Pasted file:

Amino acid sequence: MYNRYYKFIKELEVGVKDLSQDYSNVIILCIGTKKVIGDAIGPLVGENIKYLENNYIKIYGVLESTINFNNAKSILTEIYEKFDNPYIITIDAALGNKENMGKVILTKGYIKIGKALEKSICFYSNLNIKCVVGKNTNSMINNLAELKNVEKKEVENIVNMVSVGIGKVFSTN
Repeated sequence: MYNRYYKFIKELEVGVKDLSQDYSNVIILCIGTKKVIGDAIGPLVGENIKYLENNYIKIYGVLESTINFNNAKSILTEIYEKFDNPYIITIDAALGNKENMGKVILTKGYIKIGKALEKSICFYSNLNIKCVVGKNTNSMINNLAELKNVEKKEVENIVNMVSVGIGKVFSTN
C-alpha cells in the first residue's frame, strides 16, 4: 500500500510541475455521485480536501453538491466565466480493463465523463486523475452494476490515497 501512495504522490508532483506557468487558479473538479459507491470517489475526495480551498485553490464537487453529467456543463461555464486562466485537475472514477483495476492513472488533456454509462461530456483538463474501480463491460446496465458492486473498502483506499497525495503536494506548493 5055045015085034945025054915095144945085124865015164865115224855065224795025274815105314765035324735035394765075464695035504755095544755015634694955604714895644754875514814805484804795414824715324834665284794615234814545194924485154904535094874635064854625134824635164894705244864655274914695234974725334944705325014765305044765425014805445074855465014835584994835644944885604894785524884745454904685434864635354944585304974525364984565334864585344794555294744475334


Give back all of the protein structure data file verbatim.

Amino acid sequence: MYNRYYKFIKELEVGVKDLSQDYSNVIILCIGTKKVIGDAIGPLVGENIKYLENNYIKIYGVLESTINFNNAKSILTEIYEKFDNPYIITIDAALGNKENMGKVILTKGYIKIGKALEKSICFYSNLNIKCVVGKNTNSMINNLAELKNVEKKEVENIVNMVSVGIGKVFSTN
Repeated sequence: MYNRYYKFIKELEVGVKDLSQDYSNVIILCIGTKKVIGDAIGPLVGENIKYLENNYIKIYGVLESTINFNNAKSILTEIYEKFDNPYIITIDAALGNKENMGKVILTKGYIKIGKALEKSICFYSNLNIKCVVGKNTNSMINNLAELKNVEKKEVENIVNMVSVGIGKVFSTN
C-alpha cells in the first residue's frame, strides 16, 4: 500500500510541475455521485480536501453538491466565466480493463465523463486523475452494476490515497 501512495504522490508532483506557468487558479473538479459507491470517489475526495480551498485553490464537487453529467456543463461555464486562466485537475472514477483495476492513472488533456454509462461530456483538463474501480463491460446496465458492486473498502483506499497525495503536494506548493 5055045015085034945025054915095144945085124865015164865115224855065224795025274815105314765035324735035394765075464695035504755095544755015634694955604714895644754875514814805484804795414824715324834665284794615234814545194924485154904535094874635064854625134824635164894705244864655274914695234974725334944705325014765305044765425014805445074855465014835584994835644944885604894785524884745454904685434864635354944585304974525364984565334864585344794555294744475334